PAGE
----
Safety in Seattle: Who’s responsible?
July 20, 2021
“I don’t think neighbors and community members should clean the property – it’s out of control.”
That’s what one neighbor of a homeless encampment had to say about the deterioration of safety near Broadview Thomson K-8 School. Can you blame them after an encampment of 56 people moved into property behind the school?
Meanwhile, a one-man organization called Anything Helps is trying to move people out of the encampment.
The neighbor said: “I don’t think he’s the answer to all this. This problem is way bigger.”
The problem IS way bigger and it requires a broad, regional approach that coordinates resources across jurisdictions, holds people accountable, and prioritizes the safety of all Seattle citizens.
But who is responsible for that?
Mayor Jenny Durkan was on the news recently, calling for the state Department of Transportation to handle the growing number of incidents of homeless individuals throwing rocks onto I-90 traffic.
“We’ve been working with the state department of transportation for over a year, to see if we can get the state to step up to do for its lands with what we’ve been doing for ours.” Mayor Jenny Durkan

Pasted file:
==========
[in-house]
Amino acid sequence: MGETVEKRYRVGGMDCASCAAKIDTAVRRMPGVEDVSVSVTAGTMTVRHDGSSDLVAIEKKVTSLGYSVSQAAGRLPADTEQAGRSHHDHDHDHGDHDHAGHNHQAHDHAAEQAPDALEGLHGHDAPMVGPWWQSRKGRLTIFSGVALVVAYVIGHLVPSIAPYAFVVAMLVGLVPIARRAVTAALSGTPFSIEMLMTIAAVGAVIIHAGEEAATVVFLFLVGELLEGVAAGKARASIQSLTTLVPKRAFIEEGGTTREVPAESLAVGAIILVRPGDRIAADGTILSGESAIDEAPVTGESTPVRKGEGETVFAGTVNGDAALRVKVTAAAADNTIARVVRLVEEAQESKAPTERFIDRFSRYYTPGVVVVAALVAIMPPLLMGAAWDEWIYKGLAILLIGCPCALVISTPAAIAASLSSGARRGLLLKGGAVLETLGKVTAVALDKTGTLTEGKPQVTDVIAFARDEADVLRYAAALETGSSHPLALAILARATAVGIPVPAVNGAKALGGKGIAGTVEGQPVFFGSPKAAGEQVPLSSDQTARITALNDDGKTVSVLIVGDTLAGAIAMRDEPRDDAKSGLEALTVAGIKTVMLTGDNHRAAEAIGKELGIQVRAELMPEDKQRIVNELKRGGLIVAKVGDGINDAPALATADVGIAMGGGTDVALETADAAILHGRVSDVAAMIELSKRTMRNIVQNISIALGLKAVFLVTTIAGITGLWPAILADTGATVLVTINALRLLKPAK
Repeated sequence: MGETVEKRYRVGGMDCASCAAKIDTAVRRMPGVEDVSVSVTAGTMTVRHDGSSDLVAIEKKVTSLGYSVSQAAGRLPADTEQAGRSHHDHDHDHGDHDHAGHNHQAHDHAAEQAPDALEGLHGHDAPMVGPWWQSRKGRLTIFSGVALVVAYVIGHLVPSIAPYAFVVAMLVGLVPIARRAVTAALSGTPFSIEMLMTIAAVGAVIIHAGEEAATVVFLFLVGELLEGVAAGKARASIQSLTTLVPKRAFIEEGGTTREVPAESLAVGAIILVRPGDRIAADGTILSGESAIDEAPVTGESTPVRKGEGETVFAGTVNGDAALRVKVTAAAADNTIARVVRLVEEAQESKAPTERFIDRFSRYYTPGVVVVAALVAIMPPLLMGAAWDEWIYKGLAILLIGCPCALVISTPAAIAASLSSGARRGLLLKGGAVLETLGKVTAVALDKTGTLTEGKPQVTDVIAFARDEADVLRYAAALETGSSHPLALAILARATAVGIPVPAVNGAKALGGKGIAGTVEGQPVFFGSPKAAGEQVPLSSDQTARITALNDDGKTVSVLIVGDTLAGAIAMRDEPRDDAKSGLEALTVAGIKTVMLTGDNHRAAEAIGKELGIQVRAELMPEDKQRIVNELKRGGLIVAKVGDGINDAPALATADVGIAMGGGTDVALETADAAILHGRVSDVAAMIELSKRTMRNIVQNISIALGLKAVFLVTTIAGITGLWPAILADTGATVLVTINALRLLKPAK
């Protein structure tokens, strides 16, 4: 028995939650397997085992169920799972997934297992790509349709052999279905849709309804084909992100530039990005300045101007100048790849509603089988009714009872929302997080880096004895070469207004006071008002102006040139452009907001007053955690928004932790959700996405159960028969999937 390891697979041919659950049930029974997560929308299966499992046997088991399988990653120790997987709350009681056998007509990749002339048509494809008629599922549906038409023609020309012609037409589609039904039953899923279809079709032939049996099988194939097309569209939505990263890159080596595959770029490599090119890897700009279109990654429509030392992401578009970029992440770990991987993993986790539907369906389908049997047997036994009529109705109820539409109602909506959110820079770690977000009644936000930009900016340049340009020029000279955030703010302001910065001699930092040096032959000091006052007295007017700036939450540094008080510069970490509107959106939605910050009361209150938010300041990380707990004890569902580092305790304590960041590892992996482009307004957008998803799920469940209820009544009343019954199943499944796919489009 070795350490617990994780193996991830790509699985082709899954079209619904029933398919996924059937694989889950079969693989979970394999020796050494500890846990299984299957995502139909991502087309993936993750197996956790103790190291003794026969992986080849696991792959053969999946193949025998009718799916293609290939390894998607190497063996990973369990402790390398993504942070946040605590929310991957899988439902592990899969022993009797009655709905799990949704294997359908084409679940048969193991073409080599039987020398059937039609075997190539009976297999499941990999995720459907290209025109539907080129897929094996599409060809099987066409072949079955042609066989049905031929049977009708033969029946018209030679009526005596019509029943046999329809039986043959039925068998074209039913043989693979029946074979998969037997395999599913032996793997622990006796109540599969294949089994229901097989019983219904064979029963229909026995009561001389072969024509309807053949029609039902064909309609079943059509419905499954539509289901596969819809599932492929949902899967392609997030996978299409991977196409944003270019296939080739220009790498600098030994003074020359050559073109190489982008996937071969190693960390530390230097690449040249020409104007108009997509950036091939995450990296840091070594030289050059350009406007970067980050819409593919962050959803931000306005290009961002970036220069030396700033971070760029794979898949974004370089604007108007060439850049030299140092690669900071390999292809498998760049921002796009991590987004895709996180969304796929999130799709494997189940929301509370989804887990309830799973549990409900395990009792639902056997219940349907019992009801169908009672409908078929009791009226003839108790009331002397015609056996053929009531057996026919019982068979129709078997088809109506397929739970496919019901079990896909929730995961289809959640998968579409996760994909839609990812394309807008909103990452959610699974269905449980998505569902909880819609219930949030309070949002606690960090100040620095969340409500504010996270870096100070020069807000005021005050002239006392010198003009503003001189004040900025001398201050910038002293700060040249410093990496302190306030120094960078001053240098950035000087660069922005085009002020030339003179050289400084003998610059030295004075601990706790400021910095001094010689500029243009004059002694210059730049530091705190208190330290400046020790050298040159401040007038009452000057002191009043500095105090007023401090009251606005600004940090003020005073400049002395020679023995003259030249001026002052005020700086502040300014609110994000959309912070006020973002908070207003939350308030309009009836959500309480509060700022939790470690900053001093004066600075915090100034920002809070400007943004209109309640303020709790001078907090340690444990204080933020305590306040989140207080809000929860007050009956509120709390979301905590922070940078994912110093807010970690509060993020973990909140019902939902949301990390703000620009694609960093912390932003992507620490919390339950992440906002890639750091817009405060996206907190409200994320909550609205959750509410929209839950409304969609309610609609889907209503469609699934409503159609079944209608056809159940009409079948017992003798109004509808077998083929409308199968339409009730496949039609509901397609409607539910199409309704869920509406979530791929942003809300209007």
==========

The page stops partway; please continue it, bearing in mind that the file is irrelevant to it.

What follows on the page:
In response, WashDOT pointed the finger right back at her.
“It’s critical we coordinate with local partners that offer shelter and social services to those living homeless. This is not a new process and it’s an important one to follow so that encampments don’t simply shift from one property owner to another.” Sec. of Transportation Roger Millar
Everyone understands that drugs, crime, and rocks thrown from the overpasses are all problems making people feel less safe in Seattle. But who is responsible?
None of our elected leaders are claiming responsibility, so we must hold them accountable.
Steve Wargo, another Seattle neighbor, summed up the problem well: “That’s all we want as normal people. Just to have these departments working together for the betterment of all the people in Seattle, but that doesn’t seem to be happening.”